Food Gatherers’ Healthy School Pantry Program is designed to provide free, wholesome food, mainly produce, to families of students enrolled in Washtenaw County schools where a majority of students qualify for free or reduced-price meals. This program provides food, healthy recipes, and nutrition education in a fun and engaging way to improve the health of children in our community.

Population(s) Served
Families

Food Gatherers commits to increase the quantity and quality of food available for people in need. 60% of the food we distribute is produce or protein. We source many of this healthy food through our agricultural initiatives:

1. Faith & Food Initiative: A coordinated campaign to encourage congregations to start a garden or continue/expand an existing garden. Each faith garden is asked to devote at least 50% of their yield to Food Gatherers; the remainder may also be donated, shared, or sold among the congregation.

2. Plant a Row: A program that encourages community gardeners to "plant a row” in their garden for produce that will be donated to Food Gatherers. More than 200,000 pounds have been donated.

3. Edible Avalon: A partnership with Avalon Housing to create and support on-site gardens for Avalon Housing residents. More than 3,000 pounds are donated each year.

4. Women's Huron Valley Correctional Facility Horticulture Program: A talented and hardworking instructor, Ellen Baron, teaches an intensive program in horticulture at the prison. Each woman in the program gets her own garden bed or raised bed for those with mobility issues. The women can eat the fruit of their labor but the majority of the fresh produce is donated to Food Gatherers. More than 80,000 pounds have been donated.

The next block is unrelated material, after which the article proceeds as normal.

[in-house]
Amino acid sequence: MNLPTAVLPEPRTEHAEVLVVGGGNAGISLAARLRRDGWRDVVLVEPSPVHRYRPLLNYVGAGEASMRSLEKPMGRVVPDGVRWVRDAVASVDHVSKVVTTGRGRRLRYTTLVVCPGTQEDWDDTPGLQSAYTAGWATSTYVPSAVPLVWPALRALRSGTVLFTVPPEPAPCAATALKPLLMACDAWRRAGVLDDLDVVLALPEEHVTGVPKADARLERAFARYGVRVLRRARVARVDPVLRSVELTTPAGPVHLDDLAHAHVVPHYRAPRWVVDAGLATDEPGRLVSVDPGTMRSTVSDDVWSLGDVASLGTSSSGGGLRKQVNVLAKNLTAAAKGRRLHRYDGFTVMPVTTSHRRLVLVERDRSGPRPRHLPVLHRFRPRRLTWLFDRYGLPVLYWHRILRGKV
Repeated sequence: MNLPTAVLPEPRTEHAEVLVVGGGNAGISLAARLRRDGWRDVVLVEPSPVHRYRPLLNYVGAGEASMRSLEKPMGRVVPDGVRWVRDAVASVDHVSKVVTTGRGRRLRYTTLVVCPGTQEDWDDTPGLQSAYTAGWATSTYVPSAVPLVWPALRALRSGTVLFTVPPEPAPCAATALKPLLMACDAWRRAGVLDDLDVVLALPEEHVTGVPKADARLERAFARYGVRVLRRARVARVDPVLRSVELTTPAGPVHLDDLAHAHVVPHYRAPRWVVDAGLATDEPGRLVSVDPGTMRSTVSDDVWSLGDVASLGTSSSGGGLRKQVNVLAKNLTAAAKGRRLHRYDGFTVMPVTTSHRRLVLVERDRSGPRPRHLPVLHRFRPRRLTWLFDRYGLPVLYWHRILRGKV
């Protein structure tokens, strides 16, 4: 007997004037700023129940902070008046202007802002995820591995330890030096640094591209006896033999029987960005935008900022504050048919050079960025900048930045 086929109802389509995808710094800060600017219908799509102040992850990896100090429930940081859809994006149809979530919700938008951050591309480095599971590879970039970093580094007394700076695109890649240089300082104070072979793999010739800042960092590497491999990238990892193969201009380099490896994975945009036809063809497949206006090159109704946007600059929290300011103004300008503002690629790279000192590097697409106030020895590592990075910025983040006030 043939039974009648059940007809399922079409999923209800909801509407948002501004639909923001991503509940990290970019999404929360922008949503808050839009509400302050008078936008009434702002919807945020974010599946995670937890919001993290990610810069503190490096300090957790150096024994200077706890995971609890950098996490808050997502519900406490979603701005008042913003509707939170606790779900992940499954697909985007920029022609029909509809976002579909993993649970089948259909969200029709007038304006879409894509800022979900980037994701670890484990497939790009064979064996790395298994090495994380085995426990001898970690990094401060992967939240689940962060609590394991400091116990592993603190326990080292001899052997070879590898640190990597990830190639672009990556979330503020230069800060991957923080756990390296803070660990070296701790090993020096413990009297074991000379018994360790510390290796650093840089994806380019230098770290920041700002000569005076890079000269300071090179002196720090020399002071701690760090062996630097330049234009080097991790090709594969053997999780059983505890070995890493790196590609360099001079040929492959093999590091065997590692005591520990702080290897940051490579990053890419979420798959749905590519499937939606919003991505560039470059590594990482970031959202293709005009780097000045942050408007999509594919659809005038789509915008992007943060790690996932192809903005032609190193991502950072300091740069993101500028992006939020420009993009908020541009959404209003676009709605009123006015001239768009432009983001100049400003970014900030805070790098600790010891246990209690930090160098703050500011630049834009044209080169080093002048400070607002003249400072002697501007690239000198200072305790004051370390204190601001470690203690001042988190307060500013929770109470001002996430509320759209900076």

Population(s) Served
Adults

Where we work

Accreditations

Charity Navigator 2013

Charity Navigator 2014

Charity Navigator 2015

Charity Navigator 2016

Charity Navigator 2017

Charity Navigator 2017

Charity Navigator 2018

Charity Navigator 2019

Charity Navigator 2020

Awards

Four Star Charity 2009

Charity Navigator

Four Star Charity 2008

Charity Navigator

“I Have a Dream Award” 2004

Martin Luther King, Jr

Best Managed Nonprofit Award, for excellence in management, 1996

Nonprofit Enterprise at Work (NEW) Excellence Awards

Four Star Charity 2010

Charity Navigator

Four Star Charity 2005

Charity Navigator

Four Star Charity 2006

Charity Navigator

Four Star Charity 2007

Charity Navigator

Four Star Charity 2011

Charity Navigator

Four Star Charity 2012

Charity Navigator

Four Star Charity 2013

Charity Navigator

Four Star Charity 2014

Charity Navigator

Four Star Charity 2015

Charity Navigator

Four Star Charity 2016

Charity Navigator

Four Star Charity 2017

Charity Navigator

Environmental Excellence Award 2018

Washtenaw County

Four Star Charity 2018

Charity Navigator

Four Star Charity 2019

Charity Navigator

Four Star Charity 2020

Charity Navigator

External assessments

Evaluated via the Impact Genome Project (2019)

Affiliations & memberships

United Way Member Agency 1995

Our results

SOURCE: Self-reported by organization

How does this organization measure their results? It's a hard question but an important one.

Number of people within the organization's service area accessing food aid

This metric is no longer tracked.
Totals By Year
Population(s) Served

Economically disadvantaged people

Related Program

Food Rescue and Food Bank Program

Type of Metric

Output - describing our activities and reach